The month of June was marked by dozens of Pride Parades held across the world. From Guadalajara in Mexico to Tel Aviv in Israel, thousands of people gathered to celebrate and show support for gender and sexual diversity. June was also marked by the new marriage equality law in the United States that will allow same sex couples to get married across all country’s states. This is, certainly, a huge victory for the legal rights of the American LGBT community and a great example for other nations that still fail to provide their citizens with equal marriage opportunities. Nonetheless, the United Stated still have a long way to go until the LGBT community has the full enjoyment of equal rights and is free of violence and discrimination.
Last Wednesday 24th of June, during Barack Obama’s speech about the civil rights of American LGBT people, the US President was interrupted by the transgender activist Jennicet Gutiérrez who asked for the freedom of transgenders held in immigration centres who suffer from constant acts of violence due to their gender identity. Many people have criticised Gutiérrez’s action of interrupting President Obama. This has led to lots of controversy with some people supporting her and other criticising her.
In an article for the Washington Blade, the transgender activist clearly stated the reasons that justified her behaviour in the White House. As she stated in her article:
The community takes great pride in celebrating our diversity and the progress we have made throughout the years. However, for the immigrant LGBTQ community, progress has not been fully realised because of the continuous discrimination and violence we face in our daily lives. […]In the tradition of how Pride started, I interrupted his speech because it is time for our issues and struggles to be heard. I stood for what is right. Instead of silencing our voices, President Obama can also stand and do the right thing for our immigrant LGBTQ community.
Her intention was in fact to speak out for the many transgender immigrants imprisoned in America and who are disproportionately suffering from violence and discrimination.
In fact, transgender women in prison have to experience awful situations due to the lack of appropriated and comprehensive policies. For instance, transgender women are often put in prisons designated for men, which leads them to suffer frequent acts of violence, including verbal offences and sexual assault. Statistics show that one in five-hundred detainees at the Immigration and Customs Enforcement facilities in US is a transgender, however, out of five cases of sexual assault in prisons one has as victim a transgender.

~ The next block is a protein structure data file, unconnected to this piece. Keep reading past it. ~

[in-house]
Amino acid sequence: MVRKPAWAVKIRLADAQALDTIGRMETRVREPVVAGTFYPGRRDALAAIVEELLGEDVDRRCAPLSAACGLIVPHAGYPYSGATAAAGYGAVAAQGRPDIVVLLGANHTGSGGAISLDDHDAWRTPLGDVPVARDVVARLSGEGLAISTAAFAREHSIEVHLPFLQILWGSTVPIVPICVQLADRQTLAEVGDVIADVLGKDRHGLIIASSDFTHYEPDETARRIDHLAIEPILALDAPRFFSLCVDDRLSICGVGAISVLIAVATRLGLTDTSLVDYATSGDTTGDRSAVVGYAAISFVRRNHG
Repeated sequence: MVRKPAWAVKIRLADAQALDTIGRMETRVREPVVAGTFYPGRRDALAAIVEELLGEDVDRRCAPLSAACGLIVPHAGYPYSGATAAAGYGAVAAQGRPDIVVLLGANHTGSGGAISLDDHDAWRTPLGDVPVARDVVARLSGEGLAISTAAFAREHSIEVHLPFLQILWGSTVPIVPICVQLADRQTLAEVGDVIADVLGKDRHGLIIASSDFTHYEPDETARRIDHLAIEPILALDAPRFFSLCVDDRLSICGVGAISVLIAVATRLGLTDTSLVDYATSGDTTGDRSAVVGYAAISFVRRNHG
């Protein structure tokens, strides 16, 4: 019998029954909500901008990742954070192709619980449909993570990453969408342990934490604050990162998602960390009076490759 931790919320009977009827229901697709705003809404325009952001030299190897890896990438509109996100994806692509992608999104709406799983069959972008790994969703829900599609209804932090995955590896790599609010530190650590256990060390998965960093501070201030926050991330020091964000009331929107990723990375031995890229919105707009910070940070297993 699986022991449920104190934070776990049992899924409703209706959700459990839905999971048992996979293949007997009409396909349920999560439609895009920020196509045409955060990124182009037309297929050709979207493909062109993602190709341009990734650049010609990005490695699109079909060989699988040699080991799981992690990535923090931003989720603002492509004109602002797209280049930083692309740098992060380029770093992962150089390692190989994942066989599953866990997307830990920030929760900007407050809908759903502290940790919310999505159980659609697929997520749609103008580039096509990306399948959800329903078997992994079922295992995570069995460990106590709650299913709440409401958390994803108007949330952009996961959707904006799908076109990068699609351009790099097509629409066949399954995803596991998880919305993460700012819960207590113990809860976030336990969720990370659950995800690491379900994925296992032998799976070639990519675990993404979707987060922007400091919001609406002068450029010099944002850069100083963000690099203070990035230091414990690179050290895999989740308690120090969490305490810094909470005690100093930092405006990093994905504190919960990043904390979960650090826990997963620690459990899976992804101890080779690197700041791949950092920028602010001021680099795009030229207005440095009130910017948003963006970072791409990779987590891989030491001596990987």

The story of Ashley Diamond portrays exactly that. After being convicted for burglary, she was sent to a high security prison for men, where she was repeatedly raped, ridiculed by security guards, verbally offended and sent to solitary for ”pretending to be a women”. When what should have happened instead was recognising the fact that Ashley is a woman who had been cruelly sent to a prison not meant for her gender. Unfortunately, Ashley is not a single case.
In some cases, transgender inmates are asylum seekers looking for a safe place to live and be themselves. This was the case of Nicoll Hernández-Polanco, a Guatemalan transgender woman who sought asylum at the US border due to fear of being prosecuted for being a transgender in her home country. However, instead of protection, what she found was a cell in a male prison and horrible events characterised by sexual and verbal offences.
Another example was the case of Johanna Vasquez. She is an El Salvadoran transgender women who after suffering from transphobia and being raped in her home country decided to flee to the US where she hoped she would be safe. Sadly, only in her third attempt she was able to legally remain in the country. In her first attempt she was held in an immigration centre where she was raped and in the second attempt she was once again detained in an immigration centre where she was sent to “protective” solitary confinement for seven months until she was deported back to El Salvador.
This solitary confinement according to the Human Rights Watch is a violation of people’s rights for a life free of violence, cruelty, inhuman and degrading treatment and torture as well. What is even more worrying is the fact that transgender inmates are put in solitary confinement allegedly for their own protection. How can a protective measure be so damaging? How can it be claimed that putting someone in a room without recreation, human interaction, for 23 hours, during days, weeks or even years be considered an act of protection? Clearly, something is not right.
These stories are only three of the many that should be carefully heard. In the light of these events, I cannot see where Gutiérrez failed. Some can argue that interrupting the President in not the right way to go but when there is a system that allows the perpetration of rape, violence, humiliation and torture there is no wrong way of asking for help. And we cannot forget that when people such as Gutiérrez who have seen and experienced the suffering and powerless situations that some people are forced to live, interrupting the President to ask for help don’t seem to me to be such a big deal. Unfortunately, any people focus on the lack of “protocol” and “respect” and fail to see or prefer to ignore what tragic events led to Gutiérrez action.
Maybe it is time to give less importance to etiquette and take more action!